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Goodreads

~~Excerpt~~

A soft knocking at the door jolted me back to reality. I clutched at the sheet, my heart slamming against my ribs. Maybe whoever it was would go away. The knock came again, more insistent.

“Doa? Are you awake?”

I didn’t have to answer it. If I didn’t answer, he’d have to leave. Wouldn’t he? But was that what I wanted?

I grabbed the batik sarong I’d bought in Bangkok, wrapped it around my body and tied it over my breasts. Liquid trickled down the inside of my thighs as I padded to the door. Musk hovered in the sticky air.

I opened the door. Che stood there, barefoot, clad in a T-shirt and boxer shorts. His hair was tousled.  His eyes burned.

“I couldn’t sleep,” he murmured. He stepped into the room. I closed the door behind him.

His arms snaked around me, pulling me to his chest. He was stronger than he looked. He nuzzled my neck, licked his way up to my ear lobe and flicked at it with his tongue. A bolt of pleasure shot through me, targeting my pussy. He silenced my moan with his mouth, capturing mine in a wet kiss. I tasted the beer we’d drunk, the chilies he’d eaten.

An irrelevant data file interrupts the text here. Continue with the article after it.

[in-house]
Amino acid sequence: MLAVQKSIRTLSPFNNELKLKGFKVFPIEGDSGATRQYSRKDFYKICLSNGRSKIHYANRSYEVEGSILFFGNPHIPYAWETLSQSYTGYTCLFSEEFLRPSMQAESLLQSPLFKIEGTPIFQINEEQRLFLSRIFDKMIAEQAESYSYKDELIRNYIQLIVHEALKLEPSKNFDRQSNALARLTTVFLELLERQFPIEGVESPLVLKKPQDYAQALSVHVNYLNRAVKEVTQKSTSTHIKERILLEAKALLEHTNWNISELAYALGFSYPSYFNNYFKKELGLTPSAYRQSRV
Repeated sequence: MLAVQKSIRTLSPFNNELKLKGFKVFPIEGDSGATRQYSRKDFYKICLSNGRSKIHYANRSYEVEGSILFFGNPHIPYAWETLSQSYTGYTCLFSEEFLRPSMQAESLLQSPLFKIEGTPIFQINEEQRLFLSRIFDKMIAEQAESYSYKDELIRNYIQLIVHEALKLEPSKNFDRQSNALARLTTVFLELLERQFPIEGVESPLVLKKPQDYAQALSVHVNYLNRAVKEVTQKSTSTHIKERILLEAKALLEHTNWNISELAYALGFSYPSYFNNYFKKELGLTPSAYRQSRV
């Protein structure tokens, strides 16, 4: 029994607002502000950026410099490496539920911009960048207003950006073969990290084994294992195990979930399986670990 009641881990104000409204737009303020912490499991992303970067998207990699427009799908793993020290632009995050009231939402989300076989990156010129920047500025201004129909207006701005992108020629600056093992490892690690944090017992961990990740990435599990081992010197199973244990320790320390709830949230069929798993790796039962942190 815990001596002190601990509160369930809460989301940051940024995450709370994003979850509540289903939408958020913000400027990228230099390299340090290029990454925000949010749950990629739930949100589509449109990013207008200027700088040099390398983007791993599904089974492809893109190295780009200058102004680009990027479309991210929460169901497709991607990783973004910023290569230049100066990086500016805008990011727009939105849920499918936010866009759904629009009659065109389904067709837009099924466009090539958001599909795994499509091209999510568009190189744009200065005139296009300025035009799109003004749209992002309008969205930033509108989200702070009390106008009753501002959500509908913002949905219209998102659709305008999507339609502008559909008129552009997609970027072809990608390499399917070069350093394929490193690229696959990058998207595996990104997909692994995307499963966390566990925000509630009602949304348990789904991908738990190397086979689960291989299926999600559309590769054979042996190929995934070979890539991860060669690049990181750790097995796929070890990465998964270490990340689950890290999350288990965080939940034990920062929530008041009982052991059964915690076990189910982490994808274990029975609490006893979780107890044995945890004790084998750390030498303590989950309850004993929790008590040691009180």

I let my arms clasp his slender body to my riper one, accepting what he offered. My rational self warned I’d regret this. When I grasped his rigid cock through the well-worn shorts, his groan drowned out the voice of caution.

As I stroked his hardness, he unknotted my sarong. His hands sought the weight of my breasts. He cradled them, kneading my ripe flesh and tracing voluptuous circles around my nipples. Warm honey flowed through my limbs. I pulled the threadbare boxers down over his lean hips so I could sample his nakedness. A musky funk rose from his privates. His cock was long like his fingers, slender and graceful as the rest of him, and harder than the stones of the ancient city. Wrapped in skin as soft and delicate as a baby’s, it pulsed in my hand, alive with need.